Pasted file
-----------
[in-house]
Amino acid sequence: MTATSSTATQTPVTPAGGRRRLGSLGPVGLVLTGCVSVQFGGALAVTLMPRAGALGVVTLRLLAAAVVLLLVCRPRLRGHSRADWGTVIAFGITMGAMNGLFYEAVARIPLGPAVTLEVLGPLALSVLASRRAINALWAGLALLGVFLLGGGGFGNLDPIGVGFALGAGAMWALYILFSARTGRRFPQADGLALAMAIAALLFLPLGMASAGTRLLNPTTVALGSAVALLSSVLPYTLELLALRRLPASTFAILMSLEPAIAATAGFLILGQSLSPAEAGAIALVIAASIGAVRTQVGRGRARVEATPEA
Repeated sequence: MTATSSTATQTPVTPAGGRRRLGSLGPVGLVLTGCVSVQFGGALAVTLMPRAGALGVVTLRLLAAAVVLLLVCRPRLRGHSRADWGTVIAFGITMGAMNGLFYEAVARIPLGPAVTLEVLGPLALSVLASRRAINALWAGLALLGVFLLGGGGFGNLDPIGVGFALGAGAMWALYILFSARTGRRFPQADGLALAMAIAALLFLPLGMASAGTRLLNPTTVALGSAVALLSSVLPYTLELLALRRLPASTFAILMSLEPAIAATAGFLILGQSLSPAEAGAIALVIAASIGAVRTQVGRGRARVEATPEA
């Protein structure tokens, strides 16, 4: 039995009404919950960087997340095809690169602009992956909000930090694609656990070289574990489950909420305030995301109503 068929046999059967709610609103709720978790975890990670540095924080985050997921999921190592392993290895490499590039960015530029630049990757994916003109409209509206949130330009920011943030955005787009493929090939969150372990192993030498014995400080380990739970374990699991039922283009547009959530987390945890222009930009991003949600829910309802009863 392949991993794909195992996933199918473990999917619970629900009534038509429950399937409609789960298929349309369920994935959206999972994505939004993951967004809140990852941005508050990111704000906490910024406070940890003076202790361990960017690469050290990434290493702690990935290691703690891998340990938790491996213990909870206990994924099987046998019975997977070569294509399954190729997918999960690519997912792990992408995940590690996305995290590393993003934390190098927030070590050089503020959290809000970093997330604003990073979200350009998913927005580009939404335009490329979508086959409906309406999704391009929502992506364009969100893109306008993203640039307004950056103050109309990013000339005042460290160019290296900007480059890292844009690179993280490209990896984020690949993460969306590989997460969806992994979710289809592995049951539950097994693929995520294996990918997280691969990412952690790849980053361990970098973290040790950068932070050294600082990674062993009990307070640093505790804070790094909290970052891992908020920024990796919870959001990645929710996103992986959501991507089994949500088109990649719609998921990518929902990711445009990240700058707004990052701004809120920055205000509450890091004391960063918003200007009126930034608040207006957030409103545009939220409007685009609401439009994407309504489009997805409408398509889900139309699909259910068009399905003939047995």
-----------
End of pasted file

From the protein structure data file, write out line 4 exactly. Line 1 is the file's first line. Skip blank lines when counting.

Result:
């Protein structure tokens, strides 16, 4: 039995009404919950960087997340095809690169602009992956909000930090694609656990070289574990489950909420305030995301109503 068929046999059967709610609103709720978790975890990670540095924080985050997921999921190592392993290895490499590039960015530029630049990757994916003109409209509206949130330009920011943030955005787009493929090939969150372990192993030498014995400080380990739970374990699991039922283009547009959530987390945890222009930009991003949600829910309802009863 392949991993794909195992996933199918473990999917619970629900009534038509429950399937409609789960298929349309369920994935959206999972994505939004993951967004809140990852941005508050990111704000906490910024406070940890003076202790361990960017690469050290990434290493702690990935290691703690891998340990938790491996213990909870206990994924099987046998019975997977070569294509399954190729997918999960690519997912792990992408995940590690996305995290590393993003934390190098927030070590050089503020959290809000970093997330604003990073979200350009998913927005580009939404335009490329979508086959409906309406999704391009929502992506364009969100893109306008993203640039307004950056103050109309990013000339005042460290160019290296900007480059890292844009690179993280490209990896984020690949993460969306590989997460969806992994979710289809592995049951539950097994693929995520294996990918997280691969990412952690790849980053361990970098973290040790950068932070050294600082990674062993009990307070640093505790804070790094909290970052891992908020920024990796919870959001990645929710996103992986959501991507089994949500088109990649719609998921990518929902990711445009990240700058707004990052701004809120920055205000509450890091004391960063918003200007009126930034608040207006957030409103545009939220409007685009609401439009994407309504489009997805409408398509889900139309699909259910068009399905003939047995």